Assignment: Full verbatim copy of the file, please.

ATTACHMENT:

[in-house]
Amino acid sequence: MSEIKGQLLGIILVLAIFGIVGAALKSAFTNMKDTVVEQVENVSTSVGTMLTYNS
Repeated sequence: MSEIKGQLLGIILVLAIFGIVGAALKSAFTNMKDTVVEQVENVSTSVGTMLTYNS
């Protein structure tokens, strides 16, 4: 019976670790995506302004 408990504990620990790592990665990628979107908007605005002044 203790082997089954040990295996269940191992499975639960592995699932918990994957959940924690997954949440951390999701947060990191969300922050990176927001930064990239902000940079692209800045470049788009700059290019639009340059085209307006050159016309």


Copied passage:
[in-house]
Amino acid sequence: MSEIKGQLLGIILVLAIFGIVGAALKSAFTNMKDTVVEQVENVSTSVGTMLTYNS
Repeated sequence: MSEIKGQLLGIILVLAIFGIVGAALKSAFTNMKDTVVEQVENVSTSVGTMLTYNS
């Protein structure tokens, strides 16, 4: 019976670790995506302004 408990504990620990790592990665990628979107908007605005002044 203790082997089954040990295996269940191992499975639960592995699932918990994957959940924690997954949440951390999701947060990191969300922050990176927001930064990239902000940079692209800045470049788009700059290019639009340059085209307006050159016309």